Purpose: Quality aspects of the anesthetic process are reflected in the rate of intraoperative adverse events. The purpose of this report is to illustrate how the quality of the anesthesia process can be analyzed using statistical process control methods, and exemplify how this analysis can be used for quality improvement.
Methods: We prospectively recorded anesthesia-related data from all anesthetics for five years. The data included intraoperative adverse events, which were graded into four levels, according to severity. We selected four adverse events, representing important quality and safety aspects, for statistical process control analysis. These were: inadequate regional anesthesia, difficult emergence from general anesthesia, intubation difficulties and drug errors. We analyzed the underlying process using 'p-charts' for statistical process control.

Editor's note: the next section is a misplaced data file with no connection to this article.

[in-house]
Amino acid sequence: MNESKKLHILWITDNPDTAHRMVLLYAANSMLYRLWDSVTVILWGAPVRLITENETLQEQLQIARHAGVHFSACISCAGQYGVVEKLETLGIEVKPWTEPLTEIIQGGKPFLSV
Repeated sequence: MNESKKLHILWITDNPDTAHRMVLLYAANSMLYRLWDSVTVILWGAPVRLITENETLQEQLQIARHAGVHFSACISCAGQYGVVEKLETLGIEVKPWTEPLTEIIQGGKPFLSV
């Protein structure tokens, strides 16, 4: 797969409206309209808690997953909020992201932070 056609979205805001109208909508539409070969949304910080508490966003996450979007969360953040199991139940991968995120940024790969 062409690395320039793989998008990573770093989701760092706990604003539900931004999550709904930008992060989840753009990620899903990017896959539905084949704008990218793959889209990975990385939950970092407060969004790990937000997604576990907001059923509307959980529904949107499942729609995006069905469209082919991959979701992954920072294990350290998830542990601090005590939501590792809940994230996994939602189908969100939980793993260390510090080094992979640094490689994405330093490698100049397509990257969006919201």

Results: In 65,170 anesthetics we recorded adverse events in 18.3%; mostly of lesser severity. Control charts were used to define statistically the predictable normal variation in problem rate, and then used as a basis for analysis of the selected problems with the following results: Inadequate plexus anesthesia: stable process, but unacceptably high failure rate; Difficult emergence: unstable process, because of quality improvement efforts; Intubation difficulties: stable process, rate acceptable; Medication errors: methodology not suited because of low rate of errors.
Conclusion: By applying statistical process control methods to the analysis of adverse events, we have exemplified how this allows us to determine if a process is stable, whether an intervention is required, and if quality improvement efforts have the desired effect.